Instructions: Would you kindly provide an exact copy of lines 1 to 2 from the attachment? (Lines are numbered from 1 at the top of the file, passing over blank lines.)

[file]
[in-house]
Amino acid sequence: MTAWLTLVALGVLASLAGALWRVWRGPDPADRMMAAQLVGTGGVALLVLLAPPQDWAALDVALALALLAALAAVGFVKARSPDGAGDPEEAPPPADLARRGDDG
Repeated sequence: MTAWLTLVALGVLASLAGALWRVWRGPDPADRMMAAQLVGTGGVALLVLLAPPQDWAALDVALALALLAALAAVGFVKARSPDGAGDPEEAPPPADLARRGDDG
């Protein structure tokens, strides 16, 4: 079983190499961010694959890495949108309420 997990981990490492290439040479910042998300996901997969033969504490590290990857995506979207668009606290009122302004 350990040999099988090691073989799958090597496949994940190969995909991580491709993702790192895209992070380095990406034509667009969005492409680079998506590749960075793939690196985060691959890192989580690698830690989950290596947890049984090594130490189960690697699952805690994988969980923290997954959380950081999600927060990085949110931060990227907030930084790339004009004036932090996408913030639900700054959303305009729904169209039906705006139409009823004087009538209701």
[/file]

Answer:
[in-house]
Amino acid sequence: MTAWLTLVALGVLASLAGALWRVWRGPDPADRMMAAQLVGTGGVALLVLLAPPQDWAALDVALALALLAALAAVGFVKARSPDGAGDPEEAPPPADLARRGDDG